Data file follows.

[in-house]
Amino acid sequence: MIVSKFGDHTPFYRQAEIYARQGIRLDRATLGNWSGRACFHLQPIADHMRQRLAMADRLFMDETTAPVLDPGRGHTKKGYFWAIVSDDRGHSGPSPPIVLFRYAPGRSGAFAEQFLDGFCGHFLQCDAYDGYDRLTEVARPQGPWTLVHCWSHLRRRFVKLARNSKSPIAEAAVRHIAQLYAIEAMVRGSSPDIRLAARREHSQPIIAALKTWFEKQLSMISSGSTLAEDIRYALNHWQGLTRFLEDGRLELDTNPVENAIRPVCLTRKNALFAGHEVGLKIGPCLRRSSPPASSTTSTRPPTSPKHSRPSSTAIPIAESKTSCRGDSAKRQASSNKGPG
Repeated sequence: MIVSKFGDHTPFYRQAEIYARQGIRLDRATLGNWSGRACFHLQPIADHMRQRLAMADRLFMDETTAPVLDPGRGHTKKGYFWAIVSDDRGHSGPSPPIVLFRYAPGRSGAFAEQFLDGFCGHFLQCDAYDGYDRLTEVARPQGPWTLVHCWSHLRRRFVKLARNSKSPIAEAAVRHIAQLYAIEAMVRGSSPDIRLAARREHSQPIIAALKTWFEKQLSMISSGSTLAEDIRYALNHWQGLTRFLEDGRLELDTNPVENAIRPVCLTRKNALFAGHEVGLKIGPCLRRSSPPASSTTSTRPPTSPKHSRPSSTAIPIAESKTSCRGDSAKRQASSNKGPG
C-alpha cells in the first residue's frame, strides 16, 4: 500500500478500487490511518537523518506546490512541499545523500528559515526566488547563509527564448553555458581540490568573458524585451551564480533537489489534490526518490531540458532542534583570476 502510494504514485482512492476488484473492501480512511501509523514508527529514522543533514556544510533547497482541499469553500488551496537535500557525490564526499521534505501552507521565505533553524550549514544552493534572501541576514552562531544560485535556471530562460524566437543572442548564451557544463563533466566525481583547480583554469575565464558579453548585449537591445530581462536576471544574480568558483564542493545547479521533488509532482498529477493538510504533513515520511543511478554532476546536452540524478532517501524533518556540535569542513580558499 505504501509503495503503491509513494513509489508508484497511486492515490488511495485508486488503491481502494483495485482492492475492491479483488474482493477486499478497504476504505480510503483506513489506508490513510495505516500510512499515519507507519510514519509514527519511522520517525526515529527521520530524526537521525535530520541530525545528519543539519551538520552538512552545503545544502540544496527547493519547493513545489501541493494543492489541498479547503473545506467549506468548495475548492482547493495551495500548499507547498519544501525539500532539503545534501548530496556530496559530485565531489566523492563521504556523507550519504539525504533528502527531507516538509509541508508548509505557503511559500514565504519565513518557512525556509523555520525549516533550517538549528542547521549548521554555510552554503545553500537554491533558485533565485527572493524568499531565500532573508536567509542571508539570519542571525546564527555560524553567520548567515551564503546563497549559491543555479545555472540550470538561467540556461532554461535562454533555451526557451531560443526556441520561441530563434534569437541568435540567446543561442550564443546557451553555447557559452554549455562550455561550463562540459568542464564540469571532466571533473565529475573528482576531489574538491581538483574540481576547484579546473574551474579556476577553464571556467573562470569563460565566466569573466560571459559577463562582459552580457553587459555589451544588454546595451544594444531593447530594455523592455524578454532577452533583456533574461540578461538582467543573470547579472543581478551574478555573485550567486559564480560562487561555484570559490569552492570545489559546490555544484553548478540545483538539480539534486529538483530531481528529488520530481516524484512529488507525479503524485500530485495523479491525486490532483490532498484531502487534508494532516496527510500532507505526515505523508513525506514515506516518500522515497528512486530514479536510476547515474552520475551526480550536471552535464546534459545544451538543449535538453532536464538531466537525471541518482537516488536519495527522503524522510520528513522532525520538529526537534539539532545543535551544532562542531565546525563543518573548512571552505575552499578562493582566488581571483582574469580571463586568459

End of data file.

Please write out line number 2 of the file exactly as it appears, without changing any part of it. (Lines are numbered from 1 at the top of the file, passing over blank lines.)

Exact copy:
Amino acid sequence: MIVSKFGDHTPFYRQAEIYARQGIRLDRATLGNWSGRACFHLQPIADHMRQRLAMADRLFMDETTAPVLDPGRGHTKKGYFWAIVSDDRGHSGPSPPIVLFRYAPGRSGAFAEQFLDGFCGHFLQCDAYDGYDRLTEVARPQGPWTLVHCWSHLRRRFVKLARNSKSPIAEAAVRHIAQLYAIEAMVRGSSPDIRLAARREHSQPIIAALKTWFEKQLSMISSGSTLAEDIRYALNHWQGLTRFLEDGRLELDTNPVENAIRPVCLTRKNALFAGHEVGLKIGPCLRRSSPPASSTTSTRPPTSPKHSRPSSTAIPIAESKTSCRGDSAKRQASSNKGPG